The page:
So, the thought of this business venture was very appealing. They rented a building that my grandfather owned. Things went well at first, but that did not last. Well, as newly wed bliss faded between my mother and her new husband, so also did the dream of getting well off from their business. As finances started getting thin, it became increasingly apparent just what kind of person my stepfather was. Allow me to put it gently: He was not a nice guy. I was the first to notice that he did not seem to really have much of a conscience. He was the kind of person that could justify doing anything he wanted to do. I am not a psychologist, but there are technical words to describe that. Worse still, he had learned how to couch these justifications with Bible passages.
When times were particularly tense, he would threaten her and intimidate her. He would inform my mother that she should not question him, quoting his preferred Bible verses, notifying my mother that she was just a “stupid woman.” He believed that 1 Tim. 2 really did teach that women were more easily deceived, a notion he got from his father, who has even more of a bigot than he was. I remember his threatening voice booming from the ceiling of my basement bedroom when they argued at night.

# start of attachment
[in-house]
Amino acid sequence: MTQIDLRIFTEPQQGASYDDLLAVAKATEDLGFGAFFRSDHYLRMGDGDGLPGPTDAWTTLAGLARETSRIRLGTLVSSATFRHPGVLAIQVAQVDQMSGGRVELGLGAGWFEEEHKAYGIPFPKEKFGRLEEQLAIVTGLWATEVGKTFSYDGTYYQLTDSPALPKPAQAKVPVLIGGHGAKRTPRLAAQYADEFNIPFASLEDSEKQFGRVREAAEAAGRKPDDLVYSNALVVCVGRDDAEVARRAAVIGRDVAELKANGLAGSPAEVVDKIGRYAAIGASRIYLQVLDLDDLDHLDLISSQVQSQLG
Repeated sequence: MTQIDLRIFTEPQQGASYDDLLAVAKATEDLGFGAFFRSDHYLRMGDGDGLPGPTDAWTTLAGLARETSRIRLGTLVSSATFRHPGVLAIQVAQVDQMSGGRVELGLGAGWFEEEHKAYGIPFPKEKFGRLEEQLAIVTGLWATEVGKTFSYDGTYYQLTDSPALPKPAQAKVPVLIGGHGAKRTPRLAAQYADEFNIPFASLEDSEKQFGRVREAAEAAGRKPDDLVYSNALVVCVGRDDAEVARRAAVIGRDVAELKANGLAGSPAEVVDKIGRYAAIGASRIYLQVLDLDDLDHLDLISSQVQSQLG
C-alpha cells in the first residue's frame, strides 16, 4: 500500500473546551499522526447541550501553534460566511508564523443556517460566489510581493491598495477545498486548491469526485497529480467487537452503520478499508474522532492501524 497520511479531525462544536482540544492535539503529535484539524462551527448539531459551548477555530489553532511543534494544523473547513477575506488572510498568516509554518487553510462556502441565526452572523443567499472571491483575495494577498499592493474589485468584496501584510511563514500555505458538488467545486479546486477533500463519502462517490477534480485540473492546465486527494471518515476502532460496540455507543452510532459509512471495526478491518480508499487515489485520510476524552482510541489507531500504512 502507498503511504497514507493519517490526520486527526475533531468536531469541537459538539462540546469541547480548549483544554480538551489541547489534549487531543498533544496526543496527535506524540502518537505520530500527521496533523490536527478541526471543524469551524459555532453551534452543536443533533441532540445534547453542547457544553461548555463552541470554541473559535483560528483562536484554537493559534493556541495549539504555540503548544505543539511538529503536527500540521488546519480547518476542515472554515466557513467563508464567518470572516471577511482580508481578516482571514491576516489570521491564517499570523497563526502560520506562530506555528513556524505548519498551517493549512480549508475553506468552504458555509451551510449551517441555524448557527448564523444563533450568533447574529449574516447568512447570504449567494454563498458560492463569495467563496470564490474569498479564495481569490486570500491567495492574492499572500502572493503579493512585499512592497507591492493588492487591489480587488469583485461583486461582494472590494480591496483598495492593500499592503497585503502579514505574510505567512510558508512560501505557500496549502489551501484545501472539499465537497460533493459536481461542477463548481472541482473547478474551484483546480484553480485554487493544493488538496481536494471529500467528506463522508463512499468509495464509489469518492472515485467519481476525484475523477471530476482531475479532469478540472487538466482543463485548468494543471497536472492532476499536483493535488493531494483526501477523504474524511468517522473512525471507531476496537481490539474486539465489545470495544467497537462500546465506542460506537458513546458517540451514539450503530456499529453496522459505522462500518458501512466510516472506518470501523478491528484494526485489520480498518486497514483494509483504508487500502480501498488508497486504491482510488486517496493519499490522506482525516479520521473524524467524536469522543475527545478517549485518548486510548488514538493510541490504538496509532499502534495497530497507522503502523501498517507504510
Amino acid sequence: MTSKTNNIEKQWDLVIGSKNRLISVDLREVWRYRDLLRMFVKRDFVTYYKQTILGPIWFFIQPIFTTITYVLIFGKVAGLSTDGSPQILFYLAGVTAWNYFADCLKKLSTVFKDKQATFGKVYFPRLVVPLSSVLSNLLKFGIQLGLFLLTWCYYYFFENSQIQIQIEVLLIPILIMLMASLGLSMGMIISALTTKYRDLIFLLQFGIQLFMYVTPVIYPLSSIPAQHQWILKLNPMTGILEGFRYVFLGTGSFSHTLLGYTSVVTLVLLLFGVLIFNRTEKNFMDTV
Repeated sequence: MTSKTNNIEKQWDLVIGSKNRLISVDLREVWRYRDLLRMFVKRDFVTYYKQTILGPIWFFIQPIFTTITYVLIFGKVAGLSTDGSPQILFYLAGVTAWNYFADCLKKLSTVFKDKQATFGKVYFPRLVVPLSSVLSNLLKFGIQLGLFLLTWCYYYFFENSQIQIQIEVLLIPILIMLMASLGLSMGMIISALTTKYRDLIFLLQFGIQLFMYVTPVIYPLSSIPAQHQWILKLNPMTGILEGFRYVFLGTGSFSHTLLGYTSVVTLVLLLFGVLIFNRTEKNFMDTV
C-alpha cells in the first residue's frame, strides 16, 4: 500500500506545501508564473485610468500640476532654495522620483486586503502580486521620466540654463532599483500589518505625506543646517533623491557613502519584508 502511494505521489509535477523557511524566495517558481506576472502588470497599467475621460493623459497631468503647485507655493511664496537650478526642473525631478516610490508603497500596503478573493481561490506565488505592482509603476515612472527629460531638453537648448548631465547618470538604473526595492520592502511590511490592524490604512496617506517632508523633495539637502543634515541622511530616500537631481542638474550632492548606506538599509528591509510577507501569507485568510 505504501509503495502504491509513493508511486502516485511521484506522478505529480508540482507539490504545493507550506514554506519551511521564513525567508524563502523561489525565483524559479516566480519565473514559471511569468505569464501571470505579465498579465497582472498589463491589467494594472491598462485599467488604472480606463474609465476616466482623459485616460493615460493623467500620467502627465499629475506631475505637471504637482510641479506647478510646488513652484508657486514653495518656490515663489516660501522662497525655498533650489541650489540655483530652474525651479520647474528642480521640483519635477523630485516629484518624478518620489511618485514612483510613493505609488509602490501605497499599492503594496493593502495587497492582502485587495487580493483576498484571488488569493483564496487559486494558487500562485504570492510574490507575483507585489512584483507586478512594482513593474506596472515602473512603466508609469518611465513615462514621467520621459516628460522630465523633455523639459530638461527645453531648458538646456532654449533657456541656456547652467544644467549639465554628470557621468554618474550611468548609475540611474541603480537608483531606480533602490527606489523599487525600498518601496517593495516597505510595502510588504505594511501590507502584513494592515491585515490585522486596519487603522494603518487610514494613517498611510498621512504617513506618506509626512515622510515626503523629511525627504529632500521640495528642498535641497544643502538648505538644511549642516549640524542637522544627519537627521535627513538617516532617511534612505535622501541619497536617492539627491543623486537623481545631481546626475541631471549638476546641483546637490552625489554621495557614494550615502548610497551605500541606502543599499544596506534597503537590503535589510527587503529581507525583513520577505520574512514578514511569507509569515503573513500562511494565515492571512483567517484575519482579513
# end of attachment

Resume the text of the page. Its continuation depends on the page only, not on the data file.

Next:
Then my mom got cancer. She got breast cancer, and she had to have operations done to fight it. It initially went well. However, care and medicine were expensive. As my mother discovered, her husband had started hoarding money out of the family accounts for himself. When my mother found out and inquired, he explained that he needed to make sure he “was taken care of after she’s gone.” The guy was, essentially, banking on her dying. Well, you can imagine that, along with many other things, is what some might call “a deal-breaker.”
At some point after this, my mother had the divorce talk with him. I remember that talk well as I eavesdropped from the next room. She was frank with telling him they needed to separate. My mother began the talk with a kind of consolatory “it’s the best for both of us” kind of tone, but it quickly devolved. I came into the room worried when I thought it might escalate. My stepfather could not see anything wrong with what he had done and kept insisting that it was actually my mother who was in the wrong. “You’re breaking my heart, Susan,” he said. “You have no right to divorce me and call yourself a Christian. The only reason people can get a divorce in the Bible is if someone cheats, and I did not cheat. You’re the one that just needs more faith.” He always had a way of seeing how someone else was the real person in the wrong.